An attentive mom from Florida is warning other parents about the signs of “secondary drowning” after her young daughter nearly died days after spending time in her grandmother’s pool.
As Elianna Grace played with the end of foam noodle in the water, the 4-year-old from Bradenton, Florida, inadvertently swallowed a small amount of water through her mouth when a friend blew into the other side.
“She must have inhaled when the other person blew the water out. So it just, I mean, she inhaled it immediately and she vomited instantaneously the same exact time,” her mother, Lacey Grace, tells PEOPLE. “I was very, very worried at that moment. But I kinda thought we would see pretty serious signs of something more serious right away, and we didn’t.”
While the vomiting concerned her, Lacey continued to monitor her daughter, and increasingly became comfortable as she watched Elianna jump right back into the pool and carry on as her normal self.
“When my husband came home from work, he had his bathing suit on and he was ready to get in the pool, so she just jumped right back up, got in with him,” she recalls. “She was eating, she was playing. I mean, everything a four-year-old does, she was doing it.”
But as time passed, Lacey would soon realize Elianna wasn’t fine after all.
On Monday, two days after playing in the pool, Elianna came down with a fever that prompted her school to ask Lacey to pick her up early. Still, it didn’t seem as if Elianna was experiencing anything too serious.
“She was just tired. Nothing really else. Just tired. She was just laying on the couch not doing much,” Lacey recalls. “On Tuesday, I kept her with me all day, and she just kinda sat and colored.”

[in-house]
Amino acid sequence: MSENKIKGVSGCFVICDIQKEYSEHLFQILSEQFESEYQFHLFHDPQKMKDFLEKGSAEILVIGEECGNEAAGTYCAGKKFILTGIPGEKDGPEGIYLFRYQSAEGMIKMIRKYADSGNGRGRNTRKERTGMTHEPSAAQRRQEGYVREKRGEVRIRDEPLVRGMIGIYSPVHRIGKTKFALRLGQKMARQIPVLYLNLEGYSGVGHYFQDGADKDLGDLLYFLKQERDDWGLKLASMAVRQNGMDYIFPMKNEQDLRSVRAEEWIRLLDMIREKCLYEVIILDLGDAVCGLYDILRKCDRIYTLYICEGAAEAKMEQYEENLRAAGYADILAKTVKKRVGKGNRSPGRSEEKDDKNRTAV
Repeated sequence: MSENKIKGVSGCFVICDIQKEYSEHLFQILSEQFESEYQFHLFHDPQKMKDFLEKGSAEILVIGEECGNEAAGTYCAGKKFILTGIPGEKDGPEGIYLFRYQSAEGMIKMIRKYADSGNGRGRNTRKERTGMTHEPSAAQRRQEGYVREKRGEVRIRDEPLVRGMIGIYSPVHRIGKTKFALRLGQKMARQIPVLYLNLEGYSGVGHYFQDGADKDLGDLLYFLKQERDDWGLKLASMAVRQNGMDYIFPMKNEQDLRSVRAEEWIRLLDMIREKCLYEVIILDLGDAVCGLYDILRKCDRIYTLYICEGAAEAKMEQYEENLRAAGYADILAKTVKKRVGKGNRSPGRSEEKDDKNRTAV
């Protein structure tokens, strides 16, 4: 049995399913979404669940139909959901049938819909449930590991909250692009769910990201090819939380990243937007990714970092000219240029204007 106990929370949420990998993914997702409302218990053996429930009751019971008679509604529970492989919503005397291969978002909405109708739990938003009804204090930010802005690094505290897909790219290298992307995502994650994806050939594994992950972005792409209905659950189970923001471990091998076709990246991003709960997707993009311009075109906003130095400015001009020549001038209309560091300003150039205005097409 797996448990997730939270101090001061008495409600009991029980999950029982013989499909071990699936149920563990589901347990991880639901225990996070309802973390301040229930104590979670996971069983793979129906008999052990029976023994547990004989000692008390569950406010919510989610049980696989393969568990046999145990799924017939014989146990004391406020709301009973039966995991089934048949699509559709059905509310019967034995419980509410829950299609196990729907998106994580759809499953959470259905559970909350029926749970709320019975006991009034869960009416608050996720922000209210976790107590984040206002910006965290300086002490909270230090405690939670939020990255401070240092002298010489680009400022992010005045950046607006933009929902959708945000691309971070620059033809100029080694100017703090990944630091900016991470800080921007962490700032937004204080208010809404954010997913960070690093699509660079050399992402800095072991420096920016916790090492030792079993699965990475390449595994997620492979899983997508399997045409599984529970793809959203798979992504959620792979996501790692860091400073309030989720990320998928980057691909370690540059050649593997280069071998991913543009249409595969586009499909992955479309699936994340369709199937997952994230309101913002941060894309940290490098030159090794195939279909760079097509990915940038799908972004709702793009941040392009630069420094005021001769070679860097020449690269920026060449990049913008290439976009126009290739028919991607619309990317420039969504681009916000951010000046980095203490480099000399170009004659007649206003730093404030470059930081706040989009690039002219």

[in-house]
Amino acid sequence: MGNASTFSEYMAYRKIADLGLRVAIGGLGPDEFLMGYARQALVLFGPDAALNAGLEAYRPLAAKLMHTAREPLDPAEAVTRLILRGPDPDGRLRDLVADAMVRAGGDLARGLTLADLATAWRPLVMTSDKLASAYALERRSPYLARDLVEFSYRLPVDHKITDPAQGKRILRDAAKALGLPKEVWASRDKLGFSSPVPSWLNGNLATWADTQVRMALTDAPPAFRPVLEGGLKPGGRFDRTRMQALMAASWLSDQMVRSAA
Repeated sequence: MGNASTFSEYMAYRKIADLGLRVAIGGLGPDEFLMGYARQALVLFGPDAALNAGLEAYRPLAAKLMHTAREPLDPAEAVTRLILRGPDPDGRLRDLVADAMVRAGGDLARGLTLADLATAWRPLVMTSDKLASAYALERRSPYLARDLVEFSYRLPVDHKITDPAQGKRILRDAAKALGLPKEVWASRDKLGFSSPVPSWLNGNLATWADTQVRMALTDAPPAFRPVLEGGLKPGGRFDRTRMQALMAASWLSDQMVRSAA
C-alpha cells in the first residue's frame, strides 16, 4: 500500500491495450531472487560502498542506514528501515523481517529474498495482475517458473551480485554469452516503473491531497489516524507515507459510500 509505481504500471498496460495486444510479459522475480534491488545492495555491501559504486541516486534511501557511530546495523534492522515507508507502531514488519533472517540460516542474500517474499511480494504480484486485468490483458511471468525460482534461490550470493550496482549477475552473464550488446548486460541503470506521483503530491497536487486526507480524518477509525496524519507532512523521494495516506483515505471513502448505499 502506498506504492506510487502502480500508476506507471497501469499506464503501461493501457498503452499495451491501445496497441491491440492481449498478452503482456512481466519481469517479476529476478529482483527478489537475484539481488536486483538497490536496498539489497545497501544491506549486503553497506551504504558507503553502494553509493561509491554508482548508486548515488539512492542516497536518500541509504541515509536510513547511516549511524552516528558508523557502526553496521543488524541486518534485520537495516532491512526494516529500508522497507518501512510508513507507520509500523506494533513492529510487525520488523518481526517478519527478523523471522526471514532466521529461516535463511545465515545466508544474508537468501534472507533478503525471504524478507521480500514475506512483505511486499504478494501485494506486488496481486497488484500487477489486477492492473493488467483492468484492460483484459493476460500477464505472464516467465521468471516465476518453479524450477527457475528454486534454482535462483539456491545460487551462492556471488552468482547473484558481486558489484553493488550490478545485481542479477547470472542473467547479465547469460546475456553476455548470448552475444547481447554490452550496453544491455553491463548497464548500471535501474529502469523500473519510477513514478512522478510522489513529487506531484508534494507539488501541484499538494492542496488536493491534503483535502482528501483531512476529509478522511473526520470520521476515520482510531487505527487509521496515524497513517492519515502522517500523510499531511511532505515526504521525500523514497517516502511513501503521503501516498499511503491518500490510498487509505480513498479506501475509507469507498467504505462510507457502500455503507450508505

Elianna returned to school on Wednesday, and again officials called Lacey to pick her up. That’s when Lacey remembered an article she read a year before about 4-year-old Francisco Delgado Jr, who died days after he inhaled water when he was knocked down by a wave. Maybe, she thought, Elianna could be experiencing the same thing.
Meanwhile, doctors at a local urgent care discovered Elianna’s oxygen was low and her heart rate was high. By then she was shivering and purple spots were appearing on her skin.
They were immediately sent to the emergency room, where doctors performed a scan on Elianna’s chest, where they saw inflammation and an infection. Eliana was then sent to Saratosa Hospital, where doctors gave the young girl antibiotics to treat aspiration pneumonia and chemical pneumonitis.
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“I was so nervous,” Lacey remembers. “It was the first time that my husband and I were like, ‘What would’ve happened if she wasn’t here?’ I thank God we brought her in.”
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Days after receiving the antibiotics and being placed on an oxygen mask, Elianna was finally able to leave the hospital on April 21.
Elianna experienced “delayed” or “secondary” drowning, Lacey says, which happens when water enters the lungs and causes them to swell or become inflamed. Symptoms, like a fever, can show up hours or days later, according to ABC News.
Just like Francisco’s story, Lacey hopes her daughter’s story can serve as a warning to other parents to watch out for symptoms when their child has taken in water.
“I would just pay extra attention, then immediately get them checked out if they show any signs of a fever,” she says. “Every time pool season comes, we need to just be reminded that this can happen. Be on the lookout. It’s a super, super freak thing, but it can be horrible if you don’t know.”